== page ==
They also can raise their skin, up to 3cm in adults, to create a texture to match it’s surroundings (to mimic speficic objects, for e.g., to match a rock with bumps on it) so as to disappear into the underwater scenery) taking this level of camouflaging to the next level. Other defence and survival mechanisms include jet propulsion (from it’s mantle) for fast movements/escapes over short distances and activating it’s ink sac to create a “smoke screen” to distract it’s predator and allow it to escape.

Octopuses have excellent eyesight and a very well developed sense of touch. Octopuses move about slowly by crawling, walking on their arms, or by swimming.

All Cephalopods have a two-part beak and most have a radula, They feed by capturing prey with their arms, drawing it in to their mouth where they have a strong beak (much like a parrots) that breaks through the carapaces of crabs, and they take bites of their prey that includes, small fish, molluscs and crustaceans. To prevent their prey from escaping, they have modified salivary glands that produce a venom (a saliva with bacteria) although all octopuses produce venom only the small blue-ringed octopuses are deadly to humans. It is thought that perhaps these “juices” that are ejected from their salivary glands onto their captured prey also assists with separating the flesh of their prey from the bone or shell.

The Maori Octopus lives in the benthic zone (ocean floor), in soft-sediment and rubble habitats, with depths of 0-549m and will sometimes forage in nearby hard-reef habitats. I have spotted them myself in the intertidal zone in Aireys Inlet and Lorne. Whilst it is said that live in temporary shelters there are a few locations that are known as regular habitats. The one featured in this post was at Aireys Inlet, in the Eagle Rock Marine Sanctuary, and was sheltered under a semi cave, and was taking advantage of the overcast day to venture out to look for food during the late afternoon. I have also been gently tapped on the foot by a gentle inquisitive octopus arm whilst standing in a deep rock pool area for a lengthy time on a dark and overcast day.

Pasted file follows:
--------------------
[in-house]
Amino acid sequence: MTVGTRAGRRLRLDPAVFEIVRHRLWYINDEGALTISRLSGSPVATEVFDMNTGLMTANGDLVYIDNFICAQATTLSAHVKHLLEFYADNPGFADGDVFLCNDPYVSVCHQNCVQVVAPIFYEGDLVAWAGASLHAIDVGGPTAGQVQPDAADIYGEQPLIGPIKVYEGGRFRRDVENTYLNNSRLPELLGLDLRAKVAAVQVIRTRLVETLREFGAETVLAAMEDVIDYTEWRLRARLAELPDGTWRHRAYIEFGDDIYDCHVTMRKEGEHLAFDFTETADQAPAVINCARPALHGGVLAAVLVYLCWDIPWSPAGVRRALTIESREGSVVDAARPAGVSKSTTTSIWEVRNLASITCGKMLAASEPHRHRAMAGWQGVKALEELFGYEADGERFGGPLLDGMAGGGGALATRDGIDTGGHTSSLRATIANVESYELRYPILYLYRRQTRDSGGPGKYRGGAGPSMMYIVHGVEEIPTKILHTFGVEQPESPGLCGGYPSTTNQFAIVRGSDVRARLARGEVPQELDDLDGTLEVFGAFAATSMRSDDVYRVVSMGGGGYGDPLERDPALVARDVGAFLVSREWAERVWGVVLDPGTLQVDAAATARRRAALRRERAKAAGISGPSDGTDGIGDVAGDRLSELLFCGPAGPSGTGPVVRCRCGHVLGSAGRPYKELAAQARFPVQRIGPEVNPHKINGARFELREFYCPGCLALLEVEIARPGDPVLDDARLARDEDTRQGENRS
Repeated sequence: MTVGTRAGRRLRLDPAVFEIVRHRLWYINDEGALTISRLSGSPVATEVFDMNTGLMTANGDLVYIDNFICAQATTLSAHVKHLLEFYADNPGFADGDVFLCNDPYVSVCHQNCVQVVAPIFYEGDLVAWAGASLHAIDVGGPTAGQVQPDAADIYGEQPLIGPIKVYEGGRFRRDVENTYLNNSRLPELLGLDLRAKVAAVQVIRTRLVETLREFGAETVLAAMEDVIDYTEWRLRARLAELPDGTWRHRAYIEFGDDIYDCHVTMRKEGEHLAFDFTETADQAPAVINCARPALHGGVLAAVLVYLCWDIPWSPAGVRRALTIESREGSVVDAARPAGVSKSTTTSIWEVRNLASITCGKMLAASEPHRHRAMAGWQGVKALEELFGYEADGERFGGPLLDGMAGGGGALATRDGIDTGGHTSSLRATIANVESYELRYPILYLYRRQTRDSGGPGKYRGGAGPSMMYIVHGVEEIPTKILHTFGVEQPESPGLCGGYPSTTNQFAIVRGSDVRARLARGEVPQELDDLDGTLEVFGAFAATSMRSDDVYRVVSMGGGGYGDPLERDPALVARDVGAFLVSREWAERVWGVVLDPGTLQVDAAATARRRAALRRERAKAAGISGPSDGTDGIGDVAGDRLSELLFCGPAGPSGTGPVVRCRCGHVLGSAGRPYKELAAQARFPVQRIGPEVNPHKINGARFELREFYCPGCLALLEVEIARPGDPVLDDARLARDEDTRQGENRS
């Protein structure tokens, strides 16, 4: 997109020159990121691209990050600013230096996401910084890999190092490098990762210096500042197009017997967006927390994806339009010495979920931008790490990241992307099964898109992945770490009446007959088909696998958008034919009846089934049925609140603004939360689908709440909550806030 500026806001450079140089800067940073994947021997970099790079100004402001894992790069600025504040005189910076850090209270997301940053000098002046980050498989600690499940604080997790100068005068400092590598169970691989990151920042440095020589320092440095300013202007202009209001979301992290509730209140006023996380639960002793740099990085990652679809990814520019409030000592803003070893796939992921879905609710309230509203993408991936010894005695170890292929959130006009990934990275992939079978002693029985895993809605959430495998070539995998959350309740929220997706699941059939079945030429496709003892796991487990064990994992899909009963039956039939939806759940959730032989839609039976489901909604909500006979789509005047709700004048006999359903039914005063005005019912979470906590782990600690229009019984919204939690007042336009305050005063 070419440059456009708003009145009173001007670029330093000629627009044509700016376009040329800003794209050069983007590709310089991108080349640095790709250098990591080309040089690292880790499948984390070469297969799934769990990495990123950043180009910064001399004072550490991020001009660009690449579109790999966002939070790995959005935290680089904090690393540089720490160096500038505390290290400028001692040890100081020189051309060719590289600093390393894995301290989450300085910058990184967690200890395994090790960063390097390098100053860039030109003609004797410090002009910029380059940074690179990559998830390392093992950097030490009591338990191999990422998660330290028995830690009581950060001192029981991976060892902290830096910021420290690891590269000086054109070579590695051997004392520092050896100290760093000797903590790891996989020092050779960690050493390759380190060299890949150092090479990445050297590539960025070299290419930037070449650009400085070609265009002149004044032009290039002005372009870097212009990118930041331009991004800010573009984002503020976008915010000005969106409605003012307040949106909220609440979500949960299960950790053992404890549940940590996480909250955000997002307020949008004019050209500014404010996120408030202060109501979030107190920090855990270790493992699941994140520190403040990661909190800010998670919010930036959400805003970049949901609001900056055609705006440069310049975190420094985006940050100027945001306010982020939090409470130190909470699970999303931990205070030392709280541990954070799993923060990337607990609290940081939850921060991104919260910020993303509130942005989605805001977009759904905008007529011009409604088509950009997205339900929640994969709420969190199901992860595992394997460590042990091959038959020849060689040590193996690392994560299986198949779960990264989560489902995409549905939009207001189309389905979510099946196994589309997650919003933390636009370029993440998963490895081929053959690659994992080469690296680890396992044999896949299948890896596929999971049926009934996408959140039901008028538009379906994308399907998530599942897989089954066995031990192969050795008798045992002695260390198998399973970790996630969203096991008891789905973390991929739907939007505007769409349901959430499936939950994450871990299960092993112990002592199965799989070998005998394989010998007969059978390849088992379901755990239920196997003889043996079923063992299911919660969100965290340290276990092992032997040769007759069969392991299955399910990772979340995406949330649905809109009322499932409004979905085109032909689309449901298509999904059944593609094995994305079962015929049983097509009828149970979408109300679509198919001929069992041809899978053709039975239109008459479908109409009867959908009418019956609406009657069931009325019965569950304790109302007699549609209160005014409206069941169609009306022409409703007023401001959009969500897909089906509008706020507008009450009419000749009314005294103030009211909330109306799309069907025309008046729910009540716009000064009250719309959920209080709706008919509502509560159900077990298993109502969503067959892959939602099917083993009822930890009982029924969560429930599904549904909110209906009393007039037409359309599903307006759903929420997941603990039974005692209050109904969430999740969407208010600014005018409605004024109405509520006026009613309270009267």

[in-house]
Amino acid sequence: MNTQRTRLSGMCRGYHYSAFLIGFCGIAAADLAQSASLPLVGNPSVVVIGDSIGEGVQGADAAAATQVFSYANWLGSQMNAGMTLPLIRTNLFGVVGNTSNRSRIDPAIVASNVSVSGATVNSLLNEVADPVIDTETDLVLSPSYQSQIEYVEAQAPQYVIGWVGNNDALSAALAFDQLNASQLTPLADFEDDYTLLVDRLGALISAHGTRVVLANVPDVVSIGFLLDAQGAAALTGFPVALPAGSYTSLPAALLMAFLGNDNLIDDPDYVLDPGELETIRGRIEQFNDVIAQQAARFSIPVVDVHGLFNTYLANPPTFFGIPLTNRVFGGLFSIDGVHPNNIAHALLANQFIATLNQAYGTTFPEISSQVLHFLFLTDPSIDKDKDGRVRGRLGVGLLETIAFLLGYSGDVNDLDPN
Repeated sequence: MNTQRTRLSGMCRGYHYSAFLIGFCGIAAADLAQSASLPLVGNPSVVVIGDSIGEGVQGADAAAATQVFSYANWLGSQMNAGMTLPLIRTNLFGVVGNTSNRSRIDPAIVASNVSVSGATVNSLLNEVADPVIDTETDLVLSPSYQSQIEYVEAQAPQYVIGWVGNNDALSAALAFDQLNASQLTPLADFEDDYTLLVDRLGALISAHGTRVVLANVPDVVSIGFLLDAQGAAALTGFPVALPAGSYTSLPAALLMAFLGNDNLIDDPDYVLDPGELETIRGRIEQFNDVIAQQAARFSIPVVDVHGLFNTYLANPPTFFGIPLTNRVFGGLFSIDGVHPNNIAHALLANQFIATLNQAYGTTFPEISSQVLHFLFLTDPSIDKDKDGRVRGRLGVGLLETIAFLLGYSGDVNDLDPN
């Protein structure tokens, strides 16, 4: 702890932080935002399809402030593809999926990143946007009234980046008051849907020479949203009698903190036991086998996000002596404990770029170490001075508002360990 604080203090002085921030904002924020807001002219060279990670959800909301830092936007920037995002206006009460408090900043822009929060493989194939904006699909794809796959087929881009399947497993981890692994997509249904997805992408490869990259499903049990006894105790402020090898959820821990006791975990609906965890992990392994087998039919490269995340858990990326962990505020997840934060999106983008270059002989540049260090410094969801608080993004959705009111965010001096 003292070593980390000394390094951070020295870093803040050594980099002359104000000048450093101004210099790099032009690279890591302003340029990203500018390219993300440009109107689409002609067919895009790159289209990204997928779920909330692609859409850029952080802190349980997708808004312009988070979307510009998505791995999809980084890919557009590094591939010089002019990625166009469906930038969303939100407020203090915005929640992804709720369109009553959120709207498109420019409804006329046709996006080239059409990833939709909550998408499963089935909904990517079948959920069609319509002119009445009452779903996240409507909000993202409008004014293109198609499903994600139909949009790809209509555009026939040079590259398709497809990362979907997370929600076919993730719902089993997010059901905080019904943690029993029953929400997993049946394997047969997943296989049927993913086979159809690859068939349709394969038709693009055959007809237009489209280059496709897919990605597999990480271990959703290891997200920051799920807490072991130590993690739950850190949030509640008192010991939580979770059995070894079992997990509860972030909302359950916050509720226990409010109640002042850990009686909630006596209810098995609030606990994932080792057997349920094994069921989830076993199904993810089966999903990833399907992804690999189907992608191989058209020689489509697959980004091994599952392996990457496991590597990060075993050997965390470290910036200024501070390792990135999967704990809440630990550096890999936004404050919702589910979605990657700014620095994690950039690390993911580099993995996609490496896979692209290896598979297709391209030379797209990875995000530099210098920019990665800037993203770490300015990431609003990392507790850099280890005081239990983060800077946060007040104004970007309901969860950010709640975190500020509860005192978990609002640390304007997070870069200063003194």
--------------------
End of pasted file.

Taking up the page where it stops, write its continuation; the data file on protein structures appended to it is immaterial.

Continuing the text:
They live solitarily in a den for up to 3 months at a time. They gather prey remains to form a midden (piles of shells, bones and rocks) which is used to conceal the entrance to their den.

The adult male and adult female octopus mate with the male octopus then becoming senescent and dieting shortly after. The female usually stops eating for 2 weeks during the laying eggs period and continue to look after the eggs until they hatched (a month). She may lay approximate 7000 eggs. Their eggs are usually clusters of 3-12 eggs and cemented directly to a rocky surface. The mother uses her arms to “sweep” across the eggs to keep them well oxygenated, clean and safe from predators. “During brooding period female will stop feeding so that it produce less wastes and ensure the water quality is good for the eggs. When the eggs are about to hatch the mother will frequently squirt water on the eggs using siphon until the eggs hatched.” After the eggs hatch, the female will swim away and dies shortly after, as she has been greatly weakened from her dedication in safe guarding her eggs. Newly hatched octopuses live amongst the plankton and eat copepods and larval crabs and starfish.

The main predators of adult octopuses are seals, eels, dolphins, sharks, sea lions, wobbegongs, school and gummy sharks, mulloway, queen snapper and dolphins, and perhaps penguins, as well as humans.

Cephalopods have existed since Carboniferous period, which is roughly 296 million years ago.

Happy octopus day to you.

– Rebecca Hosking